Review of the Nunavut Community Justice Program: Final Report

3. Mandate, Goals and Objectives of the Nunavut Community Justice Program

3. MANDATE, GOALS AND OBJECTIVES OF THE NUNAVUT COMMUNITY JUSTICE PROGRAM

3.1 Mandate

Through the Community Justice Program, the Government of Nunavut has continued the commitment to a system of community-based justice. This means that Nunavut Justice aims, through its Community Justice Program, to support communities in taking greater responsibility for offenders and victims. It also means that the department has emphasized prevention and healing at the community level in an attempt to shift complete reliance away from the mainstream approaches involving formal charges, court appearances and incarceration. As a basic premise, Nunavut Justice aims to ensure that Inuit Qaujimajatuqangit[8] underlies any programs that it puts in place.

The Program is funded in part by the Government of Canada which supports these commitments. The Contribution Agreement between Canada and the Government of Nunavut for the fiscal year 2003-04 stipulates the Program's mandate as follows:

The Program's mandate is to assist communities to build their capacity to address their own justice issues in a way that meets their own unique needs and maintains security in the community. As stated in the Memorandum of Understanding on the Aboriginal Justice Strategy and the National Crime Prevention Strategy, to assist the Inuit to assume greater responsibility for the administration of Justice in their communities, to reflect and include their traditional values within the justice system, and to help create a fair, just and supportive community alternative to the Criminal Justice System.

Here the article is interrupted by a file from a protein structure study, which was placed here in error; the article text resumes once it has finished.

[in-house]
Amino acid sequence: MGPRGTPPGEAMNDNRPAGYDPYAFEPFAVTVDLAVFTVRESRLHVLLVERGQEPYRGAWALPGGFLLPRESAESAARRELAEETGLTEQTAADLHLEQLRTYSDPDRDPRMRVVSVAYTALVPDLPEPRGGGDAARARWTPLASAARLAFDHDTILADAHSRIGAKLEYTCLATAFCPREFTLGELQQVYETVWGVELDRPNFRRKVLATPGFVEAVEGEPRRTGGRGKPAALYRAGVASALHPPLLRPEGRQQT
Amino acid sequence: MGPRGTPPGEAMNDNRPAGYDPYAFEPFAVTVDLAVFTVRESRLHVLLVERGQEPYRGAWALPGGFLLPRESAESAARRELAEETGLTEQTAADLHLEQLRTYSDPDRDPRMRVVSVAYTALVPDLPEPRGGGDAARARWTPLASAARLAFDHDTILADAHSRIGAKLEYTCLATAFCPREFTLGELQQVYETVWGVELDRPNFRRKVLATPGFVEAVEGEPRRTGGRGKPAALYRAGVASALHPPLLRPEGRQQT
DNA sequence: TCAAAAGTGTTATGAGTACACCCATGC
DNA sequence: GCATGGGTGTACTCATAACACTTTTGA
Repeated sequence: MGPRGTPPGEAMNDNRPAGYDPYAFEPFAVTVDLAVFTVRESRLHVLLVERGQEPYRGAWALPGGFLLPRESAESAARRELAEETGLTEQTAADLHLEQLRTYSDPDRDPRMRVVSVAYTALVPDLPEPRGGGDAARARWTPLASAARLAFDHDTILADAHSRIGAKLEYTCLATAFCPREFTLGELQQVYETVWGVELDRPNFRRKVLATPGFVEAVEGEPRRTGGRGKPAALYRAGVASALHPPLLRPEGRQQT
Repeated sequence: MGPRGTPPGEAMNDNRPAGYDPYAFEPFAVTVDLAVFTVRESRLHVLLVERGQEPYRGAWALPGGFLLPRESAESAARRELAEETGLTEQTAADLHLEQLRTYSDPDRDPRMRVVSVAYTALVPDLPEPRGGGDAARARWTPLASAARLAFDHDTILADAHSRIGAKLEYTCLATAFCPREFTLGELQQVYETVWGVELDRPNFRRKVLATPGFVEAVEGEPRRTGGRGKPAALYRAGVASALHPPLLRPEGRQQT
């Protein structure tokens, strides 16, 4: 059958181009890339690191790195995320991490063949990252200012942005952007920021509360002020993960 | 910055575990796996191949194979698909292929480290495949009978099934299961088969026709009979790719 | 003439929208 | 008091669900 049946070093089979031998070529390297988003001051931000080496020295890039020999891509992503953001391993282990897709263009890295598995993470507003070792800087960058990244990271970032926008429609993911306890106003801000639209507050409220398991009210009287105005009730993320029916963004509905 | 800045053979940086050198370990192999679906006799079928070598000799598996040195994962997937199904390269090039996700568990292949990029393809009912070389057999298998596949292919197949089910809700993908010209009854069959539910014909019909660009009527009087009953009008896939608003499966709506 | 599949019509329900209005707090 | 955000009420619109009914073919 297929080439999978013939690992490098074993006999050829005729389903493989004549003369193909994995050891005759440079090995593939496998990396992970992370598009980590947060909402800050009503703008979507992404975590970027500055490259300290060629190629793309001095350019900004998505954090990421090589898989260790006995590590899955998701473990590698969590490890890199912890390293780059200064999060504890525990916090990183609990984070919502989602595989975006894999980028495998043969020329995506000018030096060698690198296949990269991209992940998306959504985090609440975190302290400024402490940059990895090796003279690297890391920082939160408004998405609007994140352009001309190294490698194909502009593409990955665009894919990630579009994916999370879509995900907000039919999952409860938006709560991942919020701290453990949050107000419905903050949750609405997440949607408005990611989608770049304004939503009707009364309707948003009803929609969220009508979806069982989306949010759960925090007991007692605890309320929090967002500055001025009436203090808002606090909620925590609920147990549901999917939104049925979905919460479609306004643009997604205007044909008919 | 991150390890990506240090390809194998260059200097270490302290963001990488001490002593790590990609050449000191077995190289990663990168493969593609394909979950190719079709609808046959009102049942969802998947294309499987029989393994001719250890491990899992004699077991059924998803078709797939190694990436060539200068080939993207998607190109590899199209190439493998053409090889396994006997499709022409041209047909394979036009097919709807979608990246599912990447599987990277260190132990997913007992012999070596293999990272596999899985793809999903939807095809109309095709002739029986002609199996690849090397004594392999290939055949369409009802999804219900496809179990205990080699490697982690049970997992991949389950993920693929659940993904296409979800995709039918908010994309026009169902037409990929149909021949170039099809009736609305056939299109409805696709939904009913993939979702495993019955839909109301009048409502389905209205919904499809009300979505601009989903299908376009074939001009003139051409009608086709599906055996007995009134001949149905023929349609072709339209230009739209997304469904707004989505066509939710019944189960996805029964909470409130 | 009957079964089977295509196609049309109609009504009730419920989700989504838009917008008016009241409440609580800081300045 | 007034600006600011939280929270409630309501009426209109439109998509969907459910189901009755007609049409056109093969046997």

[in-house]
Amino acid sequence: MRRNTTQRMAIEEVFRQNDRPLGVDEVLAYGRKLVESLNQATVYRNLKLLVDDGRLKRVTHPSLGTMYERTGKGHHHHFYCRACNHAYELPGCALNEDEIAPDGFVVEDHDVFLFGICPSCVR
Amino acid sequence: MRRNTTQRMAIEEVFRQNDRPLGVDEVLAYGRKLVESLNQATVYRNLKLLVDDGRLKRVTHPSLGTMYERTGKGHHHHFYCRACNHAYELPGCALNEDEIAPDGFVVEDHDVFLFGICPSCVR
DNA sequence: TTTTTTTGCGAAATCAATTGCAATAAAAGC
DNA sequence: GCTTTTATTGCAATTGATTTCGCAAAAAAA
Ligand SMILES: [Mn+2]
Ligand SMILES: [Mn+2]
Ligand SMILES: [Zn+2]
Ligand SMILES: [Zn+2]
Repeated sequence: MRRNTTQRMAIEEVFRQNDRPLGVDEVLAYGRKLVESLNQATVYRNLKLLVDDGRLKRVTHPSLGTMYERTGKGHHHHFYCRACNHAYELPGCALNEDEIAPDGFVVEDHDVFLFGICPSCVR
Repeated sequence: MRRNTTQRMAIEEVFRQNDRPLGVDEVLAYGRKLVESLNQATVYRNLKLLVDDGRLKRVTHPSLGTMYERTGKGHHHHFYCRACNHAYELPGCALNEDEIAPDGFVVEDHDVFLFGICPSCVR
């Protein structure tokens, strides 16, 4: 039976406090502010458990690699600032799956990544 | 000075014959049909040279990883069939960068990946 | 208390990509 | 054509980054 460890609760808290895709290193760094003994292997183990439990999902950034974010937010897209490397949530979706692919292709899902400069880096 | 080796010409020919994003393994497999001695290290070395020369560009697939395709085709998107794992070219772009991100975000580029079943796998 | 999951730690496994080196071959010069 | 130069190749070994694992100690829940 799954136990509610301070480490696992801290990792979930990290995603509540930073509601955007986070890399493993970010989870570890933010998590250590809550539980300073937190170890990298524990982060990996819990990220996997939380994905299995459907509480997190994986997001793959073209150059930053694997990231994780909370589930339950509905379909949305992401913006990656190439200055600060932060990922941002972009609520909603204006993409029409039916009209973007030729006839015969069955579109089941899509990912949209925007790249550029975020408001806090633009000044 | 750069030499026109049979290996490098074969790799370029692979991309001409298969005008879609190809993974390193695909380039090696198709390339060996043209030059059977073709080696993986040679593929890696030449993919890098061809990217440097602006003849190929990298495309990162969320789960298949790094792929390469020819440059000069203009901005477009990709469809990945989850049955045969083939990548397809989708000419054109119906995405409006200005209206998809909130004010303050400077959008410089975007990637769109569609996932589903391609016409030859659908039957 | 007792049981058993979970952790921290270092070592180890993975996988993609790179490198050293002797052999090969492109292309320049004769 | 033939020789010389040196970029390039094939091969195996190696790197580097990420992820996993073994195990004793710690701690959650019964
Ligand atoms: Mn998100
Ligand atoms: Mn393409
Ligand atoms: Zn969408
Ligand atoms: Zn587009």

3.2 Goals

The Contribution Agreement lists the Program's goals as the following:

  1. to increase the capacity and role of the community to administer justice issues;
  2. to fund and provide other support to community justice committees;
  3. to help community members build their capacity to carry out community-based justice initiatives and to represent the Nunavut Department of Justice;
  4. to support victims of crime so that they have a meaningful role in the justice system, by providing funding and other support to community justice committees;
  5. to ensure access to justice for all residents, by providing funding and other support to community justice committees; and
  6. to promote safe communities, by providing funding and other support to community justice committees.

3.3 Objectives

The Contribution Agreement sets out the overall objectives for Canada's contribution to the Program for the 2003-04 fiscal year, as follows:

Nunavut shall operate a Community Justice Program that provides funds to communities for community justice committees for adult and youth diversion, victim support services, and crime prevention activities.

A more specific set of objectives is laid out in the draft Diversion Protocol and Agreement between each Community Justice Committee, the Crown Prosecutor Prosecutor's office, the RCMP, and Nunavut Justice[9] . They are as follows:

  • Improve access to justice services in the community;
  • Promote community participation in the delivery of justice programs;
  • Enhance and preserve Inuit Qaujimajatuqangit and customary law;
  • Encourage a more holistic approach to social problems;
  • Encourage local participation and responsibility in resolving these issues;
  • Develop a community-driven and locally-accountable Diversion Program that works in partnership with the existing criminal justice system;
  • Promote a more effective use of the distinctive resources found in Nunavut communities;
  • Encourage community-based resources to administer and deliver local justice services; and
  • Promote a greater awareness and understanding of justice and related issues at the community level.

A copy of the draft Diversion Protocol and Agreement is included as Appendix 4.

3.4 Comment

It is clear in reviewing the mandate and goals for the Community Justice Program that there is significantly more to the program than simply responding to offenders and victims. The program also aims to ensure that IQ underlies the approaches taken, and that the community itself is encouraged to exercise its responsibility with respect to community problems. These cultural and community development aspects of the Community Justice Program are therefore considered in the review.


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